Talal Asad On Suicide Bombing Analysis

837 Words4 Pages
When the planes crashed into the Twin Towers and Pentagon on September 11, 2001 the discourse of religion and violence changed forever in the public spectrum. As the Bush administration escalated their reactionary statements condemning the events first as “acts of terror” and later as “acts of war”, they unknowingly catapulted the American consciousness into a strange obsession with “suicide terrorism”. Aside from ethical concerns, new questions arose such as what is religious terrorism? How exactly do Christian and Islamic ideals become implicated in killing, dying, and war itself? To help address these concerns, Talal Asad’s On Suicide Bombing is a collection of lectures he presented at UC Irvine in 2006 that deconstructs and analyzes the western views on violence and martyrdom. The introduction includes a series of…show more content…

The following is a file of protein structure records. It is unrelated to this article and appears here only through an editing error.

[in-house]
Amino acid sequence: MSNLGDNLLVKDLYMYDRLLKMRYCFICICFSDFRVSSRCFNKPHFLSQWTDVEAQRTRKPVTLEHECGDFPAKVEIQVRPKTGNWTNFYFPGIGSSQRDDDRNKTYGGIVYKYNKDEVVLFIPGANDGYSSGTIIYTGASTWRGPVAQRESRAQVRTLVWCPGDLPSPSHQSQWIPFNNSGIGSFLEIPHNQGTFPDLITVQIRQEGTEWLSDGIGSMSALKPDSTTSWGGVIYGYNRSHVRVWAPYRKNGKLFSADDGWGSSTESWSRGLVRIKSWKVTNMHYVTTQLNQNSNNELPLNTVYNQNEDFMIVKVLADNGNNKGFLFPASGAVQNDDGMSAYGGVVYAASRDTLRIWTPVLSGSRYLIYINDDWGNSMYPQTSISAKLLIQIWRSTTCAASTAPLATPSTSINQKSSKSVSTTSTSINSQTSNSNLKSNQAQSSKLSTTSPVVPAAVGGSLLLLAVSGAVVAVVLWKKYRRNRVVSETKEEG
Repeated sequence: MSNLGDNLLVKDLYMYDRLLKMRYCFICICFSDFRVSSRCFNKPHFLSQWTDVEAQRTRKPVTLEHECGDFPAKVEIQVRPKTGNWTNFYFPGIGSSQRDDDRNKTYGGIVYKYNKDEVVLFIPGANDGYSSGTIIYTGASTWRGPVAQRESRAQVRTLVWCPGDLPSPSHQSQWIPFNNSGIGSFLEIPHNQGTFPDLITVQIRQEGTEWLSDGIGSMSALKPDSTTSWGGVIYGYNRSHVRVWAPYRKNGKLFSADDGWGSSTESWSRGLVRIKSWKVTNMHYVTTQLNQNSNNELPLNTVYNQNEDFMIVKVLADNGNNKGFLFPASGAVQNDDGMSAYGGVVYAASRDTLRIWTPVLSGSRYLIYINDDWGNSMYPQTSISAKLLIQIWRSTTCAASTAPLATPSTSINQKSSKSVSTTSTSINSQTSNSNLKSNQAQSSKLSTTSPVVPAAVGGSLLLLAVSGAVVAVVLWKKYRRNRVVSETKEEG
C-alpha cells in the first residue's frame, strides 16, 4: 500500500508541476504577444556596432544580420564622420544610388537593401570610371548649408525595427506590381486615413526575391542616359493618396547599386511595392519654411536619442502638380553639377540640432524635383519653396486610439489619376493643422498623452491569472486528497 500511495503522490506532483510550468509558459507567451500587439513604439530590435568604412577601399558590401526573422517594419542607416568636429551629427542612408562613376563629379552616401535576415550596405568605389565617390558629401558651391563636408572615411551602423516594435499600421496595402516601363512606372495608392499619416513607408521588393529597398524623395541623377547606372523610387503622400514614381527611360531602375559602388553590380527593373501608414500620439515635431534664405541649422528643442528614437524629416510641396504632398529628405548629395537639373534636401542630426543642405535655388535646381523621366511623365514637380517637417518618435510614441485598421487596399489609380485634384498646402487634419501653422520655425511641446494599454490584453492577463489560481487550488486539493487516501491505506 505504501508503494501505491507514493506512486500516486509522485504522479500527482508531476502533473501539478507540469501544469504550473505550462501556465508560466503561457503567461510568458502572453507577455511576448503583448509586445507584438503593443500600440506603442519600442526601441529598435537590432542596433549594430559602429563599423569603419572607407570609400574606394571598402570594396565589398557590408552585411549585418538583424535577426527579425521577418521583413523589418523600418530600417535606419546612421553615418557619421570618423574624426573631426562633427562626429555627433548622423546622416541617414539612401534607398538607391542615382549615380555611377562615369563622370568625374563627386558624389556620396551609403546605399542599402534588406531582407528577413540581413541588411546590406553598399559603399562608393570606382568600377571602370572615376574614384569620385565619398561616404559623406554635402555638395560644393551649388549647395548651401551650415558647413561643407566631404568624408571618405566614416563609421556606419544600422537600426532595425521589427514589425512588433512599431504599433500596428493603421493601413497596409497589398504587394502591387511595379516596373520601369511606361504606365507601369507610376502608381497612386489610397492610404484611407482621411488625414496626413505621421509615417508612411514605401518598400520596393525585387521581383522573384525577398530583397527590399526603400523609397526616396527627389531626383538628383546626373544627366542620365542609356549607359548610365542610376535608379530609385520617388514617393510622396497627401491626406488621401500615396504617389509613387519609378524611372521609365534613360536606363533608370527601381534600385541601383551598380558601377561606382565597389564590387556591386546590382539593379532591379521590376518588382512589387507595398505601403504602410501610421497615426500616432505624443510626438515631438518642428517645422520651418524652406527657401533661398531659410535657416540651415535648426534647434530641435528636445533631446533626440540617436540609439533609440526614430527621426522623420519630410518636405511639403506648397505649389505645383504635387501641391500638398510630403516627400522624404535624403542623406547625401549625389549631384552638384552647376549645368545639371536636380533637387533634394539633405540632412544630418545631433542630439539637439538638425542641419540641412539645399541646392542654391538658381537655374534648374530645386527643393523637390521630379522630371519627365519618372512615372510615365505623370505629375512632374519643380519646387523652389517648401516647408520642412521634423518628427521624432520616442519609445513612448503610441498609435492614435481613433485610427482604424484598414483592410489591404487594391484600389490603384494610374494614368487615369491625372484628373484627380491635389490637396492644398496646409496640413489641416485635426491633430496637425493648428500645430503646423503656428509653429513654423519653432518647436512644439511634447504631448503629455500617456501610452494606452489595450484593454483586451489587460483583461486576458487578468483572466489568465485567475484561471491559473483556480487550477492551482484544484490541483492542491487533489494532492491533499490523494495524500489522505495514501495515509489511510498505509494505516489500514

He draws from a large breath of scholarly work including law, ethics, psychology, and Christian doctrine to problematize and force readers to distance themselves from complacency with preconceived ideas about terrorism. In the first chapter, he briefly explores and later refutes the “clash of civilizations” theory. Asad asserts that “there is no such thing as clash of civilizations because there are no self-contained societies to which fixed civilizational values correspond” (12). He next touches upon liberalism’s relationship with terrorism, mainly in the context of determining what is legal and what is just war. Sovereign and “civilized” states fight legal wars but terrorism is not legal because it’s uncivilized and immoral. The liberal framework allows sovereign states to fight terrorists without impunity because

    More about Talal Asad On Suicide Bombing Analysis

      Open Document